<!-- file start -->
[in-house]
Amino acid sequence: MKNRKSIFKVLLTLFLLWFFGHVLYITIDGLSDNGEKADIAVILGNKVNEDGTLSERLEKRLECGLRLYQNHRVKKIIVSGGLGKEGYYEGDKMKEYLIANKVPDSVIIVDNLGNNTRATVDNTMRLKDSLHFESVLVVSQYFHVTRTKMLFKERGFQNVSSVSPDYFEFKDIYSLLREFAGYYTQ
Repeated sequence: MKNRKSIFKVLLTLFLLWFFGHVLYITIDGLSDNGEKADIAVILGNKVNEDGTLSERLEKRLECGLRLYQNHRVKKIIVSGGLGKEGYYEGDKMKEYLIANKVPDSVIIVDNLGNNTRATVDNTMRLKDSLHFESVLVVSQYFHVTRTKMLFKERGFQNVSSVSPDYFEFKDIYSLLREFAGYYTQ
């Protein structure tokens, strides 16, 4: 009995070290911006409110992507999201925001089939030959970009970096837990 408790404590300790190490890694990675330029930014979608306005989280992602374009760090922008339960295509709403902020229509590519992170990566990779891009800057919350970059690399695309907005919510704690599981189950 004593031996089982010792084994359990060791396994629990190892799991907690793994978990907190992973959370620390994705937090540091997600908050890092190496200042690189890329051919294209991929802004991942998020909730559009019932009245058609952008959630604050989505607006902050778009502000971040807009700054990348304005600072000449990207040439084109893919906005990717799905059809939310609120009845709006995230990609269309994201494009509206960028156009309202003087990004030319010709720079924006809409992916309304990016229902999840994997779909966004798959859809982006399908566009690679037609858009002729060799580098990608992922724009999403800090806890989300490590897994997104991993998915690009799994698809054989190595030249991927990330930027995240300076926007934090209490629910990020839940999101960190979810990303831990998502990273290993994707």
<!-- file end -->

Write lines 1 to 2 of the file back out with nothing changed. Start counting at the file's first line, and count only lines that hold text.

[in-house]
Amino acid sequence: MKNRKSIFKVLLTLFLLWFFGHVLYITIDGLSDNGEKADIAVILGNKVNEDGTLSERLEKRLECGLRLYQNHRVKKIIVSGGLGKEGYYEGDKMKEYLIANKVPDSVIIVDNLGNNTRATVDNTMRLKDSLHFESVLVVSQYFHVTRTKMLFKERGFQNVSSVSPDYFEFKDIYSLLREFAGYYTQ